"Oliver, what's going on?" Alicia looked confused and irritated. "He just showed up a minute ago and keeps nagging me to speak with you. I told him you were busy."

Oliver didn't know what to say. This was not only unexpected but also very disconcerting. He didn't want or need anyone to know about his thing with Marcus, and now it was hitting him right at home. Just after he'd spent forever thinking about it.

Marcus didn't seem the type to just show up on one's doorstep, however. Uncertainty as to how he'd found his flat aside, it was…oddly intriguing.

He approached the front door, standing beside Alicia. He shifted nervously. "What're you here to talk about?"

"I just came to—well. It's—ugh." He eyed Alicia, then Oliver. "Look. I know you're going through some stuff. I just wanted to…I…"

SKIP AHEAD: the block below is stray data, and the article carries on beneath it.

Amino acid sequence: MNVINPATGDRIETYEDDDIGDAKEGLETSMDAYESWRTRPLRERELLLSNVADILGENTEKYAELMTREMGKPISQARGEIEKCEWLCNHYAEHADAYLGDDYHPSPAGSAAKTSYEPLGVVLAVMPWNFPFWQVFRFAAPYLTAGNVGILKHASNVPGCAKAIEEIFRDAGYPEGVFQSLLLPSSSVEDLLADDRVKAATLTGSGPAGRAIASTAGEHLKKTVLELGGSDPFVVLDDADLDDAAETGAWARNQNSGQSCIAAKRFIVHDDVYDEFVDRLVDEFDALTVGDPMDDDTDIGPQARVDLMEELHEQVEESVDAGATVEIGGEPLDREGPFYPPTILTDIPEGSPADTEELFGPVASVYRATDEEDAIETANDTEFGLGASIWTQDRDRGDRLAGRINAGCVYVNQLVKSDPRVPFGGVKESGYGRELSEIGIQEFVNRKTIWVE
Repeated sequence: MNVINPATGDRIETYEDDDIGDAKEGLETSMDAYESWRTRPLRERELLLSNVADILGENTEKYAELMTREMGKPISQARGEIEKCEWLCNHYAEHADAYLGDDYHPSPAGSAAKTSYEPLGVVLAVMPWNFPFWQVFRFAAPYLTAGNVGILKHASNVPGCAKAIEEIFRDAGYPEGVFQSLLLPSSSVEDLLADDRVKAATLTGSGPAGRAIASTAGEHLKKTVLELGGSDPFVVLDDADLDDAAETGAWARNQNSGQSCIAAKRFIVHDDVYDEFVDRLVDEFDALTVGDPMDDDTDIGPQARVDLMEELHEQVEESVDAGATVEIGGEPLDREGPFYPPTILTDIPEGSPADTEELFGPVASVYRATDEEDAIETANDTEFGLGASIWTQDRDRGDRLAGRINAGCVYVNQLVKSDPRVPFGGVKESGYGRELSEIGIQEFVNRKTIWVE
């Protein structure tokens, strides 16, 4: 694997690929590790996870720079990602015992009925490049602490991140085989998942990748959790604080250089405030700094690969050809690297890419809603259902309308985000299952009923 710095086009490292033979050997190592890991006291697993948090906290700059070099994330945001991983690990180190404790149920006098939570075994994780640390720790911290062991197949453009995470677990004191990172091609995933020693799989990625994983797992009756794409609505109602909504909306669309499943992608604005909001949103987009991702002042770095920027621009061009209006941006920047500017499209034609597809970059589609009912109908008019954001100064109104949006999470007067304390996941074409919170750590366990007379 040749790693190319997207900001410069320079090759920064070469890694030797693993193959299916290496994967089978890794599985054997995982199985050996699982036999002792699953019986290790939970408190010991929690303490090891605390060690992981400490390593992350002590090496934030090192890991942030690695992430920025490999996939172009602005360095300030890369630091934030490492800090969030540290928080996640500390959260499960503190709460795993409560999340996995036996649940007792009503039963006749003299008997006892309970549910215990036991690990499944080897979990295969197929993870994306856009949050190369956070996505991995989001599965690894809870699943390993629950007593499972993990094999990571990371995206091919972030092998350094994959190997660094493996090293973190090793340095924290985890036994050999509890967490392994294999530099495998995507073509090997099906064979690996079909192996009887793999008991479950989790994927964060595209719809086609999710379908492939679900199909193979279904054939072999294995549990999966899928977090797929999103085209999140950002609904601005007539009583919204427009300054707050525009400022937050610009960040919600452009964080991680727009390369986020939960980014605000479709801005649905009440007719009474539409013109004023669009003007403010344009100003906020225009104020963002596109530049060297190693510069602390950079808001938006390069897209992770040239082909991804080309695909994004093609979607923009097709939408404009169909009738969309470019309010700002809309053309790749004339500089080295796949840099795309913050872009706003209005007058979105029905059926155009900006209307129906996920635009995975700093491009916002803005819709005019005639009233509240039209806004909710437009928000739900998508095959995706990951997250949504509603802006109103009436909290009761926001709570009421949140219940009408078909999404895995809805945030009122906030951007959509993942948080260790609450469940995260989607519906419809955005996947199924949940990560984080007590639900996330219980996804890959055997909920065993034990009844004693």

Oliver waited for Marcus to finish his sentence, but he never did. Instead, after a moment of exasperation at his inability to verbalize his thoughts, the Slytherin reached out and brought Oliver into a hug. At first it was awkward, and he almost pulled away.

That was until Marcus whispered into his ear, "I'm sorry about Fred," and tightened his embrace.

At that moment, all that Oliver could focus on was him. His gesture was so pure, so unadultered—it hit him like a bag of bricks, and in turn, crashed down the wall he'd been trying to build for so many months. He returned the hug fiercely, pouring himself and all of his feelings into it. Marcus didn't let go, and it was bliss. Oliver buried his face into the crook of his neck, near the clasp of his cloak. Marcus' warmth and soft scent was comforting.

"Come home with me tonight," Marcus suggested softly. He cupped the back of Oliver's head.

Wood simply nodded in the touch.